The hunter, with his dogs and gun, came to the place where he had set the trap and baited it with a chicken.

“Something has been here!” said the man. “The trap is sprung, but there is nothing here now. I wonder what it was and how it got away.”

His dog smelled around the trap, and then ran off through the woods, barking. The dog had smelled the path taken by Don and Sharp Eyes, and was after them — on the “trail” as the hunters say.

The hunter looked at the trap more closely. He saw some bits of hair on the jaws.

“It must have been a fox,” said the hunter. “But the hairs are of silver color, and not red like most foxes! A silver fox! If I could capture him it would be great! Silver fox skins are rare! I must set another kind of trap for this fox. I wonder how he got away.”

The hunter could not guess that Don, the kind dog, had helped the fox to get free, and was now running with him through the woods. The hunter’s own particular hunting dog was also on the trail of the fox, but pretty soon he came to a brook. There the fox smell stopped.

The dog barked and howled, and ran up and down the stream, but he could not smell the fox any more, and that is the only way he had of following — by the smell, or “scent.”

“Come on back,” said the hunter, as he followed on and saw where his dog had stopped. “The fox has crossed running water, and the trail is lost. I’ll set a better trap for him next time — one that will capture him alive. It would be a pity to spoil that fine silver pelt in a spring trap, or by shooting. Come on!”

The hunter whistled to his dog, and they went back through the woods, giving up the chase for that day. When running away, Sharp Eyes and Don had been cute enough to go into the running water and wade part way up the brook.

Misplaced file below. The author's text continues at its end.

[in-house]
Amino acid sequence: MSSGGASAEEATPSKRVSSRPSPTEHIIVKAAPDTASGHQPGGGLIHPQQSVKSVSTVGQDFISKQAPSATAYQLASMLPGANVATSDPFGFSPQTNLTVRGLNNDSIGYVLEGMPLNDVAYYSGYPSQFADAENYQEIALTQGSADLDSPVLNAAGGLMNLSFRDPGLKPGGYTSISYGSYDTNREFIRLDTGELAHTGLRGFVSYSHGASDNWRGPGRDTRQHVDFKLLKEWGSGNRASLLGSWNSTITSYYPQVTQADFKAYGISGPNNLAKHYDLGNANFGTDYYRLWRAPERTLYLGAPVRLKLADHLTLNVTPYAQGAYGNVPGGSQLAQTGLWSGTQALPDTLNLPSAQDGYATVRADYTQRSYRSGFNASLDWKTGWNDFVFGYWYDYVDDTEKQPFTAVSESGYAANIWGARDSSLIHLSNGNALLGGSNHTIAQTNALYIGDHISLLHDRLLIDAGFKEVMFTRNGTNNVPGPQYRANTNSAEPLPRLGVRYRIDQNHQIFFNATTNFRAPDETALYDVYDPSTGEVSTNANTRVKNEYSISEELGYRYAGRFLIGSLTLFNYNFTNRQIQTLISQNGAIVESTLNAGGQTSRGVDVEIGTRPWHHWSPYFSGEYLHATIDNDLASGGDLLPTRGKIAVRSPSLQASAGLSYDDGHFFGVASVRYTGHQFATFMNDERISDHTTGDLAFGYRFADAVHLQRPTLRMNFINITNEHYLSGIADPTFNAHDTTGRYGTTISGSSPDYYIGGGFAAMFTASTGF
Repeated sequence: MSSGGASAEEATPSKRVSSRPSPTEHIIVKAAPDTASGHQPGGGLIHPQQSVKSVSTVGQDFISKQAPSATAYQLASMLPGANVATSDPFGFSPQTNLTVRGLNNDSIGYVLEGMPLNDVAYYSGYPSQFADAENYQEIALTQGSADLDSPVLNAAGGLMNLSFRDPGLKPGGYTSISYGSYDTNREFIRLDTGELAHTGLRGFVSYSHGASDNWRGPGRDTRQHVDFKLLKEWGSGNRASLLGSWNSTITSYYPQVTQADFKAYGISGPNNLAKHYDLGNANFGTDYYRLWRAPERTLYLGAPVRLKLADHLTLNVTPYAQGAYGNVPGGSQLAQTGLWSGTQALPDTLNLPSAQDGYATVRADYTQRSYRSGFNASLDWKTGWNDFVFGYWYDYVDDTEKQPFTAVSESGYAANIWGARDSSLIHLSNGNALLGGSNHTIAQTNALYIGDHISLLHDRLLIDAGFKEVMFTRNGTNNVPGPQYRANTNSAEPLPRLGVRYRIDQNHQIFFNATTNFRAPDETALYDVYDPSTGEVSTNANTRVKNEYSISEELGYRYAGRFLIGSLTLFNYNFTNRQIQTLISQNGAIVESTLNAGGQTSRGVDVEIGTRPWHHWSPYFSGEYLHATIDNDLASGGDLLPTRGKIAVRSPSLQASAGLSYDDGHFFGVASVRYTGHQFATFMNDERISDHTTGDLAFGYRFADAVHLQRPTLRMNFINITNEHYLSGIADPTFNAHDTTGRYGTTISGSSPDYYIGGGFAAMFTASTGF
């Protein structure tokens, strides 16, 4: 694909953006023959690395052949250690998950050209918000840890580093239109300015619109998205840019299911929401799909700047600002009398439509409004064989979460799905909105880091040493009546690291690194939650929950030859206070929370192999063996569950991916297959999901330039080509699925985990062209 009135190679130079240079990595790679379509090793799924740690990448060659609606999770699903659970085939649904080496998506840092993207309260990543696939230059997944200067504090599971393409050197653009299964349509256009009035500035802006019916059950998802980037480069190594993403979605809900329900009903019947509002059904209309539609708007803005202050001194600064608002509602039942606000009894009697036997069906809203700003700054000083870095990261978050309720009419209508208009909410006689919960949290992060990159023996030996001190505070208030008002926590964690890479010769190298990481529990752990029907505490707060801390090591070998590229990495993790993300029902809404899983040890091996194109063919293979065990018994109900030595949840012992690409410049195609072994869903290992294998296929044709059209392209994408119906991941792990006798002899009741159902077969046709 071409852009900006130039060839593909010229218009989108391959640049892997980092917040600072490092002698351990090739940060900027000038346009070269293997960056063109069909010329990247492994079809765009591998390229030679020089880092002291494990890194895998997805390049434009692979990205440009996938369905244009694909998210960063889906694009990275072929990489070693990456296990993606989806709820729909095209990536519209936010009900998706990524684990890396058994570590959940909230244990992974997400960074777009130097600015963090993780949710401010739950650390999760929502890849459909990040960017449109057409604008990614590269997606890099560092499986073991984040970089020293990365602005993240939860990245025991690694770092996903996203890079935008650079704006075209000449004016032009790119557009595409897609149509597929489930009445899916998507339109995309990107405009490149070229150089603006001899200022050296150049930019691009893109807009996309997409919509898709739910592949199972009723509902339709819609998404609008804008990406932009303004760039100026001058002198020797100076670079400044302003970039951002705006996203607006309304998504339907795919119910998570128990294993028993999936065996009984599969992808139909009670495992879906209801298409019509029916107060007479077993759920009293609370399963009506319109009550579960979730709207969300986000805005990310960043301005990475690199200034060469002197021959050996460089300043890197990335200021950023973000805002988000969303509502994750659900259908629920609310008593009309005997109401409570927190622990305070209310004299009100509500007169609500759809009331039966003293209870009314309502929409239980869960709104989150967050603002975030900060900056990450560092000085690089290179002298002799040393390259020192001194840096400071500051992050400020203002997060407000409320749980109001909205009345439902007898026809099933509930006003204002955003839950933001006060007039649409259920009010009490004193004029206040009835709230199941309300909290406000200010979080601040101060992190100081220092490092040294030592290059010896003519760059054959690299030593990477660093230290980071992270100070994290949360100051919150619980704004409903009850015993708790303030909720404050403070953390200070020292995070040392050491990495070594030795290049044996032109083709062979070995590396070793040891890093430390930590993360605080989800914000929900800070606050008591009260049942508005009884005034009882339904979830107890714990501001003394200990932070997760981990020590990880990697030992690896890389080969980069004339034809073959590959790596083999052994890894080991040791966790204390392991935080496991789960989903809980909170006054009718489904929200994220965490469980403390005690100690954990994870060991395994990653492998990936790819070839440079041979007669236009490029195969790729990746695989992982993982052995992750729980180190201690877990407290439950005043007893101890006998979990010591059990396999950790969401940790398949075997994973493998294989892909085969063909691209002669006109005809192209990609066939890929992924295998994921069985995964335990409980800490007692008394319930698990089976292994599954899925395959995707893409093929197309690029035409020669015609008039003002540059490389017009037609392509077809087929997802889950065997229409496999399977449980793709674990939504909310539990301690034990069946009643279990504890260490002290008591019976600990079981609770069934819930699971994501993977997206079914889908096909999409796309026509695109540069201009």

The brook left no smell of the paws of Don or of Sharp Eyes, and the hunter’s hound could not follow. When they can, wild animals will always cross a stream, or wade up or down it, to lose their scent so hunting dogs can not follow.

“Well, I’ll leave you here,” said Don to Sharp Eyes, when they had run on through the woods for some distance, after crossing and wading in the brook. “I’ll go and see if I can have any more adventures.”

“Wasn’t helping me one?” asked Sharp Eyes.

“Yes, it was,” answered Don. “And if ever a book is written about you, I hope that part is put in.”

“Oh, there’ll never be a book written about me!” said Sharp Eyes.

But that shows how little he knew about it, doesn’t it?

“Do you think you’ll be all right?” asked Don.

“Oh, yes, thank you. I can get home all right now,” said Sharp Eyes. “I’ll have to limp on three legs for a while, but that’s nothing.”

“It’s better than being held fast in the trap,” said the dog.

“Indeed it is!” agreed the fox.

Then Sharp Eyes hurried on until he reached his home in the hollow log. By this time his father and mother, with Twinkle and Winkle, had come back from the hunt. They had some partridges and wood mice, and there was plenty for all to eat.

“Oh, my poor little Sharp Eyes!” said Mrs. Fox, when she saw him. “What hurt you?”

“I got caught in a trap,” he answered, and he told all that had happened, and how Don had helped him get loose.

“That dog was very kind to you,” remarked Twinkle.